Lung cancer stigma is a burgeoning area of literature, yet two important questions remain unanswered: a) What are the associations between lung cancer stigma and psychosocial outcomes across lung cancer survivors with different smoking histories and b) how would lung cancer survivors describe their experience of coping strategies they utilize to cope with lung cancer stigma. This dissertation presents two studies that seek to answer the above-mentioned questions: a) a quantitative study that describes the rates of Personal Responsibility, Regret, and Medical Stigma and the associations between the above-mentioned constructs and psychosocial outcomes; and b) a qualitative study of coping strategies that lung cancer survivors reported utilizing in response to lung cancer stigma. Results from the quantitative study suggest that, while current and former smokers report significantly greater rates of Personal Responsibility and Regret when compared to never smokers, smoking status did not significantly affect the level of Medical Stigma reported by lung cancer survivors. The most common themes extracted from the qualitative data were coping strategies involving education, avoidance, support, helping others, acceptance, and assertive communication. Further research is needed to investigate exactly how lung cancer stigma relates to psychosocial outcomes. As future interventions geared towards lung cancer stigma are developed and tested, it will be important to a) measure lung cancer stigma and its associated constructs (e.g., regret, guilt/shame, personal responsibility) with instruments that are firmly rooted in testable theoretical frameworks, b) track psychosocial outcome variables and their changes as a result of the treatment response via the intervention, c) and observe any differences in how stigma variables (e.g., perceived stigma and internalized stigma) might be associated differently with outcome variables and change over time differently depending on smoking history (e.g., comparing outcomes between ever vs. never smokers).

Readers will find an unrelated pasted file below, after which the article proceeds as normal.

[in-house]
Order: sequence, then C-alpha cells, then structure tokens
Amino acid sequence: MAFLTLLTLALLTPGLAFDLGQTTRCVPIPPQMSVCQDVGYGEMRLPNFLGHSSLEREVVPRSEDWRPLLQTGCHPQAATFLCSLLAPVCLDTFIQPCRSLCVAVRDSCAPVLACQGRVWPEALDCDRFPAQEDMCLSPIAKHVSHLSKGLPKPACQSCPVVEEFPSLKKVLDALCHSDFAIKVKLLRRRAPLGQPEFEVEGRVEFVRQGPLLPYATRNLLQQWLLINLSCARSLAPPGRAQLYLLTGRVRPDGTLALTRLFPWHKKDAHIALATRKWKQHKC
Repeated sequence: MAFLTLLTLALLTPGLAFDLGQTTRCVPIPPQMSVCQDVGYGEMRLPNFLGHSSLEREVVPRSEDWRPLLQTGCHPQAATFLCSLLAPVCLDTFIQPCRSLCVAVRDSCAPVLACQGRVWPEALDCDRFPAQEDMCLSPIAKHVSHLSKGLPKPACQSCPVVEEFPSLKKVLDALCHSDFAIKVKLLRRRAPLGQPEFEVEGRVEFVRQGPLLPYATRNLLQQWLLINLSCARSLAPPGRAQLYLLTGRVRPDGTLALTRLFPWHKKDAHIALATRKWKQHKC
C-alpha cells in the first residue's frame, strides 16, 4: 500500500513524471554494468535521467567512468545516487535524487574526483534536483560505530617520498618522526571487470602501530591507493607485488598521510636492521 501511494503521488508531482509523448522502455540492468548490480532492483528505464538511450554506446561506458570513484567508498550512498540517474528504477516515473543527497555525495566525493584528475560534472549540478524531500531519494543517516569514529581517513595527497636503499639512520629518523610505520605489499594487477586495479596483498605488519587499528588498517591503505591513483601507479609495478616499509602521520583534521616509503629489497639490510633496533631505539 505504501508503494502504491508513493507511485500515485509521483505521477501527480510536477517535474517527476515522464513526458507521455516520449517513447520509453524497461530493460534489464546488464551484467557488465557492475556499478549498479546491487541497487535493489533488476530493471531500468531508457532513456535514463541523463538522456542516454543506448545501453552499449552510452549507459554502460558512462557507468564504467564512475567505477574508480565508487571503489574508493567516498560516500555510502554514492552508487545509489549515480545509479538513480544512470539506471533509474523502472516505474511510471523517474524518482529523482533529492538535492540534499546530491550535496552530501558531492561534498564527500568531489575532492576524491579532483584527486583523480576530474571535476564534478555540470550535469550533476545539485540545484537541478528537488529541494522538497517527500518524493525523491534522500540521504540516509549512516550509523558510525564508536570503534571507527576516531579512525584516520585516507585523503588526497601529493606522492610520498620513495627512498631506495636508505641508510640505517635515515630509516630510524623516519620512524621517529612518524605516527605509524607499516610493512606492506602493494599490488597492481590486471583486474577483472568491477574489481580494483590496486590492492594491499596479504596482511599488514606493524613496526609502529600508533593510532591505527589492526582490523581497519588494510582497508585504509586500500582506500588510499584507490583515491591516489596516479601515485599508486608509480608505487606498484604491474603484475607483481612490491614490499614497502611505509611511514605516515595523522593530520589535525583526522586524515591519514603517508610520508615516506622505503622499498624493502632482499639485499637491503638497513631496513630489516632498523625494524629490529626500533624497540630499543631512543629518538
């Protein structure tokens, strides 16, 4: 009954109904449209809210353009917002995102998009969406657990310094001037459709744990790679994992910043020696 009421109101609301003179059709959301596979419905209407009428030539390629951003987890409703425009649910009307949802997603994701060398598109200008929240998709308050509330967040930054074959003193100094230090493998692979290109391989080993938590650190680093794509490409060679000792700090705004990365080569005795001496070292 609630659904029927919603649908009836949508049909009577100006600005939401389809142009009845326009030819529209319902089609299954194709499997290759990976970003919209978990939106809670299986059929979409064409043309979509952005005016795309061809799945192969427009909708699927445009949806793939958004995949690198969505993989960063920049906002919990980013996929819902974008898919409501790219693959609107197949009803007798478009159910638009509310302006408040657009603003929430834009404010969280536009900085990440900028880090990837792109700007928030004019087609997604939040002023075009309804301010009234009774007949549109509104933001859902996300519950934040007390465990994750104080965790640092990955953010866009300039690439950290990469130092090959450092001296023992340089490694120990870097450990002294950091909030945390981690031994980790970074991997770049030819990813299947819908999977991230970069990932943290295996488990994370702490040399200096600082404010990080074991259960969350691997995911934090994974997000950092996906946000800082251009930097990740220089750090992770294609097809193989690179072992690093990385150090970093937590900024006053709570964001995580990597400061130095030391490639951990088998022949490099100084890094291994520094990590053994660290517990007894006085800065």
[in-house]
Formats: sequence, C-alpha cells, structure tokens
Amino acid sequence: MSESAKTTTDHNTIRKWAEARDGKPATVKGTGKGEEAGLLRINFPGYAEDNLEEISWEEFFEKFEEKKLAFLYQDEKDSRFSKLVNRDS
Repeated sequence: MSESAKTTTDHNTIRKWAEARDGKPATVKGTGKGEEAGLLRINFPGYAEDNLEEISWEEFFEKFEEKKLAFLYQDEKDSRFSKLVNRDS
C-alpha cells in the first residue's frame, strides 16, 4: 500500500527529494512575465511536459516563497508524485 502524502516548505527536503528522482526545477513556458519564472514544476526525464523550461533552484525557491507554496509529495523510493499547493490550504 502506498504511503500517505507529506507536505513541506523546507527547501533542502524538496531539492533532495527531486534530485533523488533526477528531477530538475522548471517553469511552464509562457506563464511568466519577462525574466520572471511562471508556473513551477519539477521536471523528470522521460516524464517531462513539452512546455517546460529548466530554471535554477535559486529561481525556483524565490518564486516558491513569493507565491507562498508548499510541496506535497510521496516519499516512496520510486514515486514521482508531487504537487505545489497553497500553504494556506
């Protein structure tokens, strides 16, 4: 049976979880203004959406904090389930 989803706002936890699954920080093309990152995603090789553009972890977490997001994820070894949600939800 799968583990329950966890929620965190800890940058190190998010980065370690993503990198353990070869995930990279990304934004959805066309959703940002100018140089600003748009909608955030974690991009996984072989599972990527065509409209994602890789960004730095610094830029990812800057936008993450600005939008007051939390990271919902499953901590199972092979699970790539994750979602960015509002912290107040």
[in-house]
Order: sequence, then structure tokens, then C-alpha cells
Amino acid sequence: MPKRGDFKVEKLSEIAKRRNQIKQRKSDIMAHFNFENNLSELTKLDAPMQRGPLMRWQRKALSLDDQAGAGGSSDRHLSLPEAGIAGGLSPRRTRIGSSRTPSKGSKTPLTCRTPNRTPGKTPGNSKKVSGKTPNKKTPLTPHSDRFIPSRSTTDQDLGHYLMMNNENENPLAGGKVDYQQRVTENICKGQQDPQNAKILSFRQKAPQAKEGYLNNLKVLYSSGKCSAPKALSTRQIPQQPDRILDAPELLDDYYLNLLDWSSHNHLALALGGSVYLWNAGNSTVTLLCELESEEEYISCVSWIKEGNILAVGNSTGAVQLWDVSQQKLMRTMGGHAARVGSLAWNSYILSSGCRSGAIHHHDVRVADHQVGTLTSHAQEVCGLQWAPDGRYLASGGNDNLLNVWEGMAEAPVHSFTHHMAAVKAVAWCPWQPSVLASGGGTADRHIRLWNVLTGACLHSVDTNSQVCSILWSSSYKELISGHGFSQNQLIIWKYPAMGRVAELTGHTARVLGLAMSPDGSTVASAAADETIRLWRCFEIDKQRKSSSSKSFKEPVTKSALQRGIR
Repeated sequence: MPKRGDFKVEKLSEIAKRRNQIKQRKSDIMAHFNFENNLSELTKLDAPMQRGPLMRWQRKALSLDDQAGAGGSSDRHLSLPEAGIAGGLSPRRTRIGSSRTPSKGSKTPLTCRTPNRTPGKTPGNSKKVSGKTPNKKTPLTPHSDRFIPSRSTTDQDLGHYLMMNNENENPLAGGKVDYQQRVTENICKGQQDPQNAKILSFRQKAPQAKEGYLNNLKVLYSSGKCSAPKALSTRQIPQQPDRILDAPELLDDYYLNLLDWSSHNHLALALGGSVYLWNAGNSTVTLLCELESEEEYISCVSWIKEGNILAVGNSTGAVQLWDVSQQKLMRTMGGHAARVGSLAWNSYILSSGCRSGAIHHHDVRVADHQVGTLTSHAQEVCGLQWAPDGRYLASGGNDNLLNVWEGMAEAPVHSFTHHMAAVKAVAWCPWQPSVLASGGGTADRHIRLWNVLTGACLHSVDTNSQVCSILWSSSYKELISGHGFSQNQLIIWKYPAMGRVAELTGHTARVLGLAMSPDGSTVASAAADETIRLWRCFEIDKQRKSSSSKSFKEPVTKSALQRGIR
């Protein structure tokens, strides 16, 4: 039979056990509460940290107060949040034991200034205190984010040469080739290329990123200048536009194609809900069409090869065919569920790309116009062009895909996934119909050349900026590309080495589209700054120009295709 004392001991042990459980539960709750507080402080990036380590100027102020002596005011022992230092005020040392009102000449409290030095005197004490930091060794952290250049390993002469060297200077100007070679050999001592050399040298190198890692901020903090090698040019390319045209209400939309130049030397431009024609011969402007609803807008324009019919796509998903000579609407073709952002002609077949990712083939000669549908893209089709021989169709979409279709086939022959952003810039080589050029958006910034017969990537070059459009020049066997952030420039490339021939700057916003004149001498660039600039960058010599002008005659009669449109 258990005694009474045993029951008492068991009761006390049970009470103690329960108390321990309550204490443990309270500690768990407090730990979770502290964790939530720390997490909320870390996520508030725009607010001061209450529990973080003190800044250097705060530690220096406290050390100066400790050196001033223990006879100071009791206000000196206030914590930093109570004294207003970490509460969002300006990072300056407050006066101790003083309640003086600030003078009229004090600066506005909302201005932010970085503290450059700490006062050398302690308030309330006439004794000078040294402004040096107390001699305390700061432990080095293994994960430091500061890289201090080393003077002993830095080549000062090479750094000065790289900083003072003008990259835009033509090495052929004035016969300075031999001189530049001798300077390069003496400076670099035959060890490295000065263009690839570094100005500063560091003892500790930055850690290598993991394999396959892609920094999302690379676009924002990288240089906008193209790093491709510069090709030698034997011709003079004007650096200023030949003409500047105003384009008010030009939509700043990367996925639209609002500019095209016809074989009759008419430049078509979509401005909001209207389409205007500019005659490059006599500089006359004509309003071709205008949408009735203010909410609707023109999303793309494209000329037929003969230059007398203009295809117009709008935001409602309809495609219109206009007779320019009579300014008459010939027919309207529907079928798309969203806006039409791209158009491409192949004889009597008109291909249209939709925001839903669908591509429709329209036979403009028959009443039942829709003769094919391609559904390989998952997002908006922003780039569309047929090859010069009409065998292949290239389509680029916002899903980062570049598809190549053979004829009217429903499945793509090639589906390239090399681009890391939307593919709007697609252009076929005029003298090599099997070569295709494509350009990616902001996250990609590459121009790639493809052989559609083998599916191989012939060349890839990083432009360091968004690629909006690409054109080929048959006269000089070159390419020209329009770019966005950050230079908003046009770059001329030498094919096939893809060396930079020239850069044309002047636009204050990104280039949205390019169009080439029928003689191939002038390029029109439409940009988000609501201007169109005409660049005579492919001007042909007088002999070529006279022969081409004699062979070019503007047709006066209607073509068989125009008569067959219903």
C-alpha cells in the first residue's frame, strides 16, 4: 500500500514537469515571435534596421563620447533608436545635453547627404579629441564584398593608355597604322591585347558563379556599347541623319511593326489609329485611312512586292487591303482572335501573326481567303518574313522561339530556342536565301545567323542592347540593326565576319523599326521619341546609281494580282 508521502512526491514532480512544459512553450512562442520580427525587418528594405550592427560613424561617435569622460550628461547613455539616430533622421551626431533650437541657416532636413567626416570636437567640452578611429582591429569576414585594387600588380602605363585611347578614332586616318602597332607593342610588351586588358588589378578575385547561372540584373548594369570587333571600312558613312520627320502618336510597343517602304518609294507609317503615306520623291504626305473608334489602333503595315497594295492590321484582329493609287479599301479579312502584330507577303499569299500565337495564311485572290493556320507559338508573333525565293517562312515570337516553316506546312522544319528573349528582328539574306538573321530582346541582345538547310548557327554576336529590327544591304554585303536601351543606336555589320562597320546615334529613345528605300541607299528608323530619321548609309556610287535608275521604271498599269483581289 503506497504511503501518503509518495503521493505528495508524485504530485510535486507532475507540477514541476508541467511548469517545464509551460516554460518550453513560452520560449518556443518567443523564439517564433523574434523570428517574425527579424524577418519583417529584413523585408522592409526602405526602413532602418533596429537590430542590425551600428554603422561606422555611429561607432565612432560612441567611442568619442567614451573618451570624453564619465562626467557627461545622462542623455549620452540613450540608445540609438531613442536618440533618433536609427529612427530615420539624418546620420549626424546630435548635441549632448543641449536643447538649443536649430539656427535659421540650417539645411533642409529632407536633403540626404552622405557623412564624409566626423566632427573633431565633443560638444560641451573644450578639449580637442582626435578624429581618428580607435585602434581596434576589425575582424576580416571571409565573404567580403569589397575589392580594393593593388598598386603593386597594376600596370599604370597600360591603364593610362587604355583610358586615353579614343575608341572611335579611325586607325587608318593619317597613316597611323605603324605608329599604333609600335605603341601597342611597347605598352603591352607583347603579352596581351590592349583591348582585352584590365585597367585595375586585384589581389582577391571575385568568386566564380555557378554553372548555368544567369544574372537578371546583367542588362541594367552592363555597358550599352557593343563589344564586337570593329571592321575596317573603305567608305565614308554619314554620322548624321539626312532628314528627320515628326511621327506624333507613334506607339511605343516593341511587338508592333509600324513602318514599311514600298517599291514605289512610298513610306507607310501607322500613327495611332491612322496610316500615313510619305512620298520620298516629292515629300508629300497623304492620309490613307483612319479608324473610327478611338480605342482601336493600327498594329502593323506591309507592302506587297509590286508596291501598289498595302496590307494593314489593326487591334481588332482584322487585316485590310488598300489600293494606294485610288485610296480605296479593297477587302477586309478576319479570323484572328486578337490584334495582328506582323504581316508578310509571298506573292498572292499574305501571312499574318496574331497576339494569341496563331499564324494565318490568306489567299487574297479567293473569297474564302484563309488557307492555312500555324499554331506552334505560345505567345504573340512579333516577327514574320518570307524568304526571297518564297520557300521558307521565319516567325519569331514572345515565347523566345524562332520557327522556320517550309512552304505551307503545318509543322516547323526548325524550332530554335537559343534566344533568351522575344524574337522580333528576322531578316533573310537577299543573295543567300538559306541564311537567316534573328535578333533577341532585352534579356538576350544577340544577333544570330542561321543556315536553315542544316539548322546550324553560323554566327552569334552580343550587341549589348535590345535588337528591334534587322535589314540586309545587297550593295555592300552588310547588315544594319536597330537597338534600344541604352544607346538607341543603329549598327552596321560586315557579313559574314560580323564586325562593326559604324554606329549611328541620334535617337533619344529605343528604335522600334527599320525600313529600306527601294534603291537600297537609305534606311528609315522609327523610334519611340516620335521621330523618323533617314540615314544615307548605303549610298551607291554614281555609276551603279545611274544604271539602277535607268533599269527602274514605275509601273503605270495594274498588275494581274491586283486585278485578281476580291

LLU Discipline

Clinical Psychology




School of Behavioral Health

First Advisor

Owen, Jason E.

Second Advisor

Arechiga, Adam L.

Third Advisor

Thoreson, Laura

Fourth Advisor

Vermeersch, David

Degree Name

Doctor of Philosophy (PhD)

Degree Level


Year Degree Awarded


Date (Title Page)




Library of Congress/MESH Subject Headings

Lung Neoplasms - psychology; Adaptation - psychological; Health Status Indicators; Treatment Outcomes

Subject - Local

Lung Cancer; Stigma; Psychosocial outcomes; Coping strategies; Personal Responsibility and Regret; Guilt/Shame;



Page Count


Digital Format


Digital Publisher

Loma Linda University Libraries

Usage Rights

This title appears here courtesy of the author, who has granted Loma Linda University a limited, non-exclusive right to make this publication available to the public. The author retains all other copyrights.


Loma Linda University Electronic Theses and Dissertations

Collection Website



Loma Linda University. Del E. Webb Memorial Library. University Archives